Health insurer Medibank's data breach diagnosis keeps getting worse

All four million customers at risk of having records of medical treatments exposed

Australian health insurer Medibank's data breach was today revealed to be even worse than first thought, with a regulatory filing stating that info describing all four million customers has been accessed.

Medibank first admitted to an attack on October 13. At the time it said it had taken down systems that run two sub-brands as a precaution, but that no customer data had been accessed at either those brands or Medibank itself.

That assessment was optimistic.

Last week the company revealed that assessment was wrong and parties unknown had contacted it to negotiate over how to prevent release of the data. One hundred records were revealed by the data thieves – some including information about medical treatments customers had undergone – and that hoard was verified as coming from the insurer.

On October 25 the insurer disclosed [PDF] that data at all its brands had been accessed.

And today came the big one: news [PDF] that "personal data and significant amounts of health claims data" was accessed across all three brands.

That means details of the medical services used by policy holders was exposed, in addition to their other personal data.

Medibank still does not know how many customers' data was stolen, but warned "it is now likely that the criminal has stolen further personal and health claims data" beyond the 1,000-odd records that the perp has leaked as part of its attempt to extract payment from Medibank.

The insurer's Wednesday update also reveals that it does not have cyber insurance and expects the incident will create costs of between AU$25 million and AU$35 million ($16M to $22.4M) in its next half.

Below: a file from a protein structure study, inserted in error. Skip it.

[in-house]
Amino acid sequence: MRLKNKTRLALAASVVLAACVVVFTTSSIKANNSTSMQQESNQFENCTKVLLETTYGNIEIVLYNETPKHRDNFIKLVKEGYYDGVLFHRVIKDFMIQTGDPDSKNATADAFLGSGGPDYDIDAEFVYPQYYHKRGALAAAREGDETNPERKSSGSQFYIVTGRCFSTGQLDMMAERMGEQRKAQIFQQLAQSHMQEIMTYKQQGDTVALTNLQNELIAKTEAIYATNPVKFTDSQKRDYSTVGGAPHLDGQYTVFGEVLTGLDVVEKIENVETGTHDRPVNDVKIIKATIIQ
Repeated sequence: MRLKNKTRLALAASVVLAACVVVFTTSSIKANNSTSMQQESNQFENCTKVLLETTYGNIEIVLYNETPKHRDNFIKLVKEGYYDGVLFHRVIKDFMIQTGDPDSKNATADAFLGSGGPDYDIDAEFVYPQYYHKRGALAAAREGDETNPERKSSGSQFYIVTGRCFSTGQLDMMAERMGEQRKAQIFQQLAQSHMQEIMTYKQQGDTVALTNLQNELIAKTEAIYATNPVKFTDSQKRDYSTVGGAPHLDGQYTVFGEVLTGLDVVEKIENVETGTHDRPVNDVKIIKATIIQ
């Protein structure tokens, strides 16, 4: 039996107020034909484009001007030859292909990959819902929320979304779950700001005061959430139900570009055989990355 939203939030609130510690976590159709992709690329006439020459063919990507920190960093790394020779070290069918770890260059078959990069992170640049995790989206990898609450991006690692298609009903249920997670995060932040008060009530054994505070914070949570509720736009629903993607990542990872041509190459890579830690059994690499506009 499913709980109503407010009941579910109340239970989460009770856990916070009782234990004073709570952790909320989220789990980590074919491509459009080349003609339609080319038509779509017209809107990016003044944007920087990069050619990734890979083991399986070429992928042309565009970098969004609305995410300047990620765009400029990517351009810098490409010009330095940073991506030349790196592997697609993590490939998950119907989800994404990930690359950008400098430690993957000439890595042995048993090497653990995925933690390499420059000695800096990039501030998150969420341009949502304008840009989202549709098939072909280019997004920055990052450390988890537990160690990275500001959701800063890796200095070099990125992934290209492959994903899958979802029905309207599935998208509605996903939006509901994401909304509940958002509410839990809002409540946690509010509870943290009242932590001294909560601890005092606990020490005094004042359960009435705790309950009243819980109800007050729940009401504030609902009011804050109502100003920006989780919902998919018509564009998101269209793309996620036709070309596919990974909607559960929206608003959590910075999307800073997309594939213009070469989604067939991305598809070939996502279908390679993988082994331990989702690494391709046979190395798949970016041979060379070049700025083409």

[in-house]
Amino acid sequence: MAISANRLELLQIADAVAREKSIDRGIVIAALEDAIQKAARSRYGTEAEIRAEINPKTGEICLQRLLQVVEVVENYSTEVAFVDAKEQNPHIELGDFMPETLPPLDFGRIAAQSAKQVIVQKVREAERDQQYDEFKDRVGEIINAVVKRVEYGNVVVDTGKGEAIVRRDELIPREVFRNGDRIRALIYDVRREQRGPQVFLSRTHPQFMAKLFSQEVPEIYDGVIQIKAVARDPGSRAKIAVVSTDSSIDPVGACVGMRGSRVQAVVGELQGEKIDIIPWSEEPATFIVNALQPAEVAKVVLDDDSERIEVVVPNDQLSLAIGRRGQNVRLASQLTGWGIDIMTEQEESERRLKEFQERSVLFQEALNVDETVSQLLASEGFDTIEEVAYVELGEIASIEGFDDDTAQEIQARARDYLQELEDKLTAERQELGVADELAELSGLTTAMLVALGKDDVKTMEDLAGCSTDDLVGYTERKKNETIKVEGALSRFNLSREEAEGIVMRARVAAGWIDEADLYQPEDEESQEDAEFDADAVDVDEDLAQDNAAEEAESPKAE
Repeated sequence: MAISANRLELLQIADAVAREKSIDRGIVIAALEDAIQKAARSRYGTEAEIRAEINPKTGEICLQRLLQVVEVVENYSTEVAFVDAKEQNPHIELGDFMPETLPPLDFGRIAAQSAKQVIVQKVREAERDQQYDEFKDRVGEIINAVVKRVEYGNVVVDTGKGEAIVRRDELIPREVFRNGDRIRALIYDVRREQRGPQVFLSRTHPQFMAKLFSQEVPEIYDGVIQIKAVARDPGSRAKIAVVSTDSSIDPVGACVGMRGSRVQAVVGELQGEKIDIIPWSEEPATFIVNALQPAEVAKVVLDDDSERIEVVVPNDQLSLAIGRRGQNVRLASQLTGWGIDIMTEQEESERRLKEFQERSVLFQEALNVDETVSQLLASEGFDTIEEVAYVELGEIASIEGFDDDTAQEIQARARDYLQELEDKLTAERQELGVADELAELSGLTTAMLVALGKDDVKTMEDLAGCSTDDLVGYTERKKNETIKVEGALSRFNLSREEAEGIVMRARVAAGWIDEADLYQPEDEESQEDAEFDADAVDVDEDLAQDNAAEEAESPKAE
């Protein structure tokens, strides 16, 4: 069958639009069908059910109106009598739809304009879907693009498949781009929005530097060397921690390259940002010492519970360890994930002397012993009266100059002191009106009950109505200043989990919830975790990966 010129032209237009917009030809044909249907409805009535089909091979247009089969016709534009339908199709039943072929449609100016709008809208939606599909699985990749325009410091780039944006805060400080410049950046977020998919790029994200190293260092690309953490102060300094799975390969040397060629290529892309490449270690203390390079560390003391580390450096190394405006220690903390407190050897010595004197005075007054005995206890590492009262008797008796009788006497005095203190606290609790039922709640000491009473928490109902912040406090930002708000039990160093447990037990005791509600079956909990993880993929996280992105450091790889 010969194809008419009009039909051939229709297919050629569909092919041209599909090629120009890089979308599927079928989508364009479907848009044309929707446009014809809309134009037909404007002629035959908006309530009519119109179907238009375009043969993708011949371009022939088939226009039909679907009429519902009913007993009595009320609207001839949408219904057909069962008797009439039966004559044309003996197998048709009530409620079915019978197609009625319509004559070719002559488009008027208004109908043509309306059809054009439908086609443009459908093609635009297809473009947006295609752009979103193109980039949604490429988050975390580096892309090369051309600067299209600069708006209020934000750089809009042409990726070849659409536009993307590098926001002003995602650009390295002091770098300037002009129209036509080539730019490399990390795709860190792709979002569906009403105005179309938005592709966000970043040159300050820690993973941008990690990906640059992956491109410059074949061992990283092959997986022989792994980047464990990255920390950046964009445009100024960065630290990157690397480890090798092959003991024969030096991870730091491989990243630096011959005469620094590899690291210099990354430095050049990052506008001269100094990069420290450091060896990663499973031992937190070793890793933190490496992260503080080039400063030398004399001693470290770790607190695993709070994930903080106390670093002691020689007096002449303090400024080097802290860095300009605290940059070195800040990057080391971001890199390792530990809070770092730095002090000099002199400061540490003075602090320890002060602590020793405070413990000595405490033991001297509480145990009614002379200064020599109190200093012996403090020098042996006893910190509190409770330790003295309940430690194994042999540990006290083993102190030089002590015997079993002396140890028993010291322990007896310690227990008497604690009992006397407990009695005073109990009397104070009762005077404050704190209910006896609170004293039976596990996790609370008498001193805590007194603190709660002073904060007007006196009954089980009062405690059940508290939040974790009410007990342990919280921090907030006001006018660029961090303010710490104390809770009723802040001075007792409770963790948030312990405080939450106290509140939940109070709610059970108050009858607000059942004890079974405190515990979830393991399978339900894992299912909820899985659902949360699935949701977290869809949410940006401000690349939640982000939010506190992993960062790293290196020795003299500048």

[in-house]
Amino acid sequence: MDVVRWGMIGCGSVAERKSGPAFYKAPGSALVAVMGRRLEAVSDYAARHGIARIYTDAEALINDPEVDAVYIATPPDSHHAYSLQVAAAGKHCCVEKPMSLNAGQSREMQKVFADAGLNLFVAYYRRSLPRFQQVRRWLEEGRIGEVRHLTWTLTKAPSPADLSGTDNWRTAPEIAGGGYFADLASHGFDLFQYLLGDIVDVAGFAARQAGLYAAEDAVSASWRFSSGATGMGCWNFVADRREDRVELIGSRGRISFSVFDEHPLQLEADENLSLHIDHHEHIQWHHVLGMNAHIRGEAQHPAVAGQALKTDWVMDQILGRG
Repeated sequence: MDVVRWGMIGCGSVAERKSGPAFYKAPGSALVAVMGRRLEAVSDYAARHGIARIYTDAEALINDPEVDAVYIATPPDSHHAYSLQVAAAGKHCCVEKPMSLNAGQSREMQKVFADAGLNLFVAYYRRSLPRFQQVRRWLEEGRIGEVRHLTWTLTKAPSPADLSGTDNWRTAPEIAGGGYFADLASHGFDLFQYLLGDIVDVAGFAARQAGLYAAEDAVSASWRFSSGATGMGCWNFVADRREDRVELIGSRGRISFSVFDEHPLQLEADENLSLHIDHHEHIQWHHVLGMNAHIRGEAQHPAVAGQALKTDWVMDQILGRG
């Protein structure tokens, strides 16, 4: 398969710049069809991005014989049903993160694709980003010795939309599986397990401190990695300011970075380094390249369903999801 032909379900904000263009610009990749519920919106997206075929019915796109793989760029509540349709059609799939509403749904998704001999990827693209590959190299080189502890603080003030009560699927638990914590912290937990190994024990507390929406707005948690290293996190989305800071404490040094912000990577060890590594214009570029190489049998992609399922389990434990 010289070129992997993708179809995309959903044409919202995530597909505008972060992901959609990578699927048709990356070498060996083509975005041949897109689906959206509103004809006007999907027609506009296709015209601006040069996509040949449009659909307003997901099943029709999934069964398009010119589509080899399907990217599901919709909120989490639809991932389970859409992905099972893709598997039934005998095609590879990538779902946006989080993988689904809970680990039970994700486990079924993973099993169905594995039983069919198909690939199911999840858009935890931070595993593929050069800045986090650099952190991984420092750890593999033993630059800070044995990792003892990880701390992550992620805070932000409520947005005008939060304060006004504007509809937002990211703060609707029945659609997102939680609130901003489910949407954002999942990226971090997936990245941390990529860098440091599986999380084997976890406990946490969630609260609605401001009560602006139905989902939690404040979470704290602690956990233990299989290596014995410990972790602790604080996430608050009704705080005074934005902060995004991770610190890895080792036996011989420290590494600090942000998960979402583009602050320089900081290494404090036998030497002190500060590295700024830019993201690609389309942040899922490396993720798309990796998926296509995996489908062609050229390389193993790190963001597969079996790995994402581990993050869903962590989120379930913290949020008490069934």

Large fines and regulatory displeasure also await the company.

It has been credibly suggested that staff credentials were used to access the insurer's systems. Perhaps the creds attackers accessed belonged to a superuser, but Medibank is yet to explain how access to user accounts led to exfiltration of customer data.

The incident is ongoing, with Australian authorities investigating, politicians pontificating, and Medibank customers presumably very keen for the insurer to finish its probe into just what data was accessed and/or lost, and to avail themselves of promised services to prevent identity fraud and cover the cost of replacing ID documents.

Meanwhile the victim of Australia's other recent high-profile data breach – Singapore-owned telco Optus – has published a letter to customers [PDF] that essentially absolves itself of blame and says it handled the incident in an exemplary fashion. So that settles that, then.

"We are committed to learning, doing better in the future, and sharing lessons so all companies and all Australians can benefit from our terrible experience," the letter states. ®

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